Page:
polished it up and sent it to Tours, whither we were now to come. They
also had a sheath of crimson velvet made for it, and the people of Tours
equipped it with another, made of cloth-of-gold. But Joan meant to carry
this sword always in battle; so she laid the showy sheaths away and got
one made of leather. It was generally believed that his sword had
belonged to Charlemagne, but that was only a matter of opinion. I wanted
to sharpen that old blade, but she said it was not necessary, as she
should never kill anybody, and should carry it only as a symbol of
At Tours she designed her Standard, and a Scotch painter named James
Power made it. It was of the most delicate white boucassin, with fringes
of silk. For device it bore the image of God the Father throned in the
clouds and holding the world in His hand; two angels knelt at His feet,
presenting lilies; inscription, JESUS, MARIA; on the reverse the crown of
France supported by two angels.
She also caused a smaller standard or pennon to be made, whereon was
represented an angel offering a lily to the Holy Virgin.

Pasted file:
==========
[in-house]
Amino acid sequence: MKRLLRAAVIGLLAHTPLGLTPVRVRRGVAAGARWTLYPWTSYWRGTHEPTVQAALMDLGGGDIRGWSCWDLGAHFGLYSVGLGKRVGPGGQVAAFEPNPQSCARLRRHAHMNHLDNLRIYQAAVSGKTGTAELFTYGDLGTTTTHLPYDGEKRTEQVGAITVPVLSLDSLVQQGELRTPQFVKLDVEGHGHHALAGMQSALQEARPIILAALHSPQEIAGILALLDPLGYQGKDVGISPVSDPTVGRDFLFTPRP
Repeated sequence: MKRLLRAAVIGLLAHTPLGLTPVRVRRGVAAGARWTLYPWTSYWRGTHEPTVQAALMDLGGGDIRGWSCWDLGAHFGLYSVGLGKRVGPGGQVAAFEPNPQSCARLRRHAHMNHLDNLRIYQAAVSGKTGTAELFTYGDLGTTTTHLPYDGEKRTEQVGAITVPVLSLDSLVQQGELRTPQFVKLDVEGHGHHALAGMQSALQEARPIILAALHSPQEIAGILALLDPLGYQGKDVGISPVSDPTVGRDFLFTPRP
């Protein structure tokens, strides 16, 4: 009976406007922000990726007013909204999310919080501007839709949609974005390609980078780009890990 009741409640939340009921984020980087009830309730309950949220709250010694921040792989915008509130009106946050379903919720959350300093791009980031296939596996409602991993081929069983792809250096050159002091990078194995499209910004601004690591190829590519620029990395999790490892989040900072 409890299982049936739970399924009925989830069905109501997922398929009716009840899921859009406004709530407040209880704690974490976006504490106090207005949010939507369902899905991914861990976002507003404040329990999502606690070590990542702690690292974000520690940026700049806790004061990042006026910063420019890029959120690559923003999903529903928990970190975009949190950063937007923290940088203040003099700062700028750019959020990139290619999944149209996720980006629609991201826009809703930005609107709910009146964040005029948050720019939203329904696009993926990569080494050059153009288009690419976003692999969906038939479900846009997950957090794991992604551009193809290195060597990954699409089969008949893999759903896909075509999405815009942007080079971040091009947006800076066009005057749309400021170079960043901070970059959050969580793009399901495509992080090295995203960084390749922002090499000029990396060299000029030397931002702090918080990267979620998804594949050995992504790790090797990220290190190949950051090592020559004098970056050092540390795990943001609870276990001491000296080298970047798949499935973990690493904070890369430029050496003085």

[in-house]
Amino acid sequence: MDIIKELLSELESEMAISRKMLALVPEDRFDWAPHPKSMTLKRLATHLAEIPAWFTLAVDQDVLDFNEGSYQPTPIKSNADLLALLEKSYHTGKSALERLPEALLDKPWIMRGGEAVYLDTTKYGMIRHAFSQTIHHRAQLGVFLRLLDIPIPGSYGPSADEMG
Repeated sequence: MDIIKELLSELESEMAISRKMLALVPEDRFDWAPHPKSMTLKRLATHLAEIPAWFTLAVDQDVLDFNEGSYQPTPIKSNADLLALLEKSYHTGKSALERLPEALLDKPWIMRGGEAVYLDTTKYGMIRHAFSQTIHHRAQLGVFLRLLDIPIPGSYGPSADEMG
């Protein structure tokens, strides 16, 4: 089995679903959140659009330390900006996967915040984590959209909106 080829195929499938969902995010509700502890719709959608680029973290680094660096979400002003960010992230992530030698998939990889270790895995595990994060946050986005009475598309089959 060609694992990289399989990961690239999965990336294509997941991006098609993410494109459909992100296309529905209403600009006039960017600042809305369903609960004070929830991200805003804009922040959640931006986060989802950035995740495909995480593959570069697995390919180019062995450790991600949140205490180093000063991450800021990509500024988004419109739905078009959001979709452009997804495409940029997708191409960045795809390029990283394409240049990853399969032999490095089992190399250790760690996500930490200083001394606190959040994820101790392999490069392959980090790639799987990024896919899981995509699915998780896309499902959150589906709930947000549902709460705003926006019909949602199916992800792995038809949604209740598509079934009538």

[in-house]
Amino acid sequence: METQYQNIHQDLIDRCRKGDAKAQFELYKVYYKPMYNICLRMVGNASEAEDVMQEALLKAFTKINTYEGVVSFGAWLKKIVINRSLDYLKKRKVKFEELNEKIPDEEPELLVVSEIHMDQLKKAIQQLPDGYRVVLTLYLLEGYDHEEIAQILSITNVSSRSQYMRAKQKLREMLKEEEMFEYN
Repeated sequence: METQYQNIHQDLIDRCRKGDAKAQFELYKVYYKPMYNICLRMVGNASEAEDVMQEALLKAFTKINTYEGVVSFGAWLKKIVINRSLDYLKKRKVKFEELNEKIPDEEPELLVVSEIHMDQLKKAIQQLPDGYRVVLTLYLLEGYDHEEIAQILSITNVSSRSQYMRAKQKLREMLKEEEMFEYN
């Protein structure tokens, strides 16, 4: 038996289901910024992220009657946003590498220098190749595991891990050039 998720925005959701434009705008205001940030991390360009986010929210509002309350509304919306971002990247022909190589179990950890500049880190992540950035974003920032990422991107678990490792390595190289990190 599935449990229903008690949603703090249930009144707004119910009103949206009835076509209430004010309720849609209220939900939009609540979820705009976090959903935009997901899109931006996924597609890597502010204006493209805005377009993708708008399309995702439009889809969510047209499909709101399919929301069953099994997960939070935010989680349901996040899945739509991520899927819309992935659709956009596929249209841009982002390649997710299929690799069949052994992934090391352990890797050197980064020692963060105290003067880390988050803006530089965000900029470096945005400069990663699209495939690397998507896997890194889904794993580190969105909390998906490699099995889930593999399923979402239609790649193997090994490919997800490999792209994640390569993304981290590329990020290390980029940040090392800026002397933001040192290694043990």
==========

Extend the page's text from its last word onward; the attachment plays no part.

Everything was humming there at Tours. Every now and then one heard the
bray and crash of military music, every little while one heard the
measured tramp of marching men--squads of recruits leaving for Blois;
songs and shoutings and huzzas filled the air night and day, the town was
full of strangers, the streets and inns were thronged, the bustle of
preparation was everywhere, and everybody carried a glad and cheerful
face. Around Joan's headquarters a crowd of people was always massed,
hoping for a glimpse of the new General, and when they got it, they went
wild; but they seldom got it, for she was busy planning her campaign,
receiving reports, giving orders, despatching couriers, and giving what
odd moments she could spare to the companies of great folk waiting in the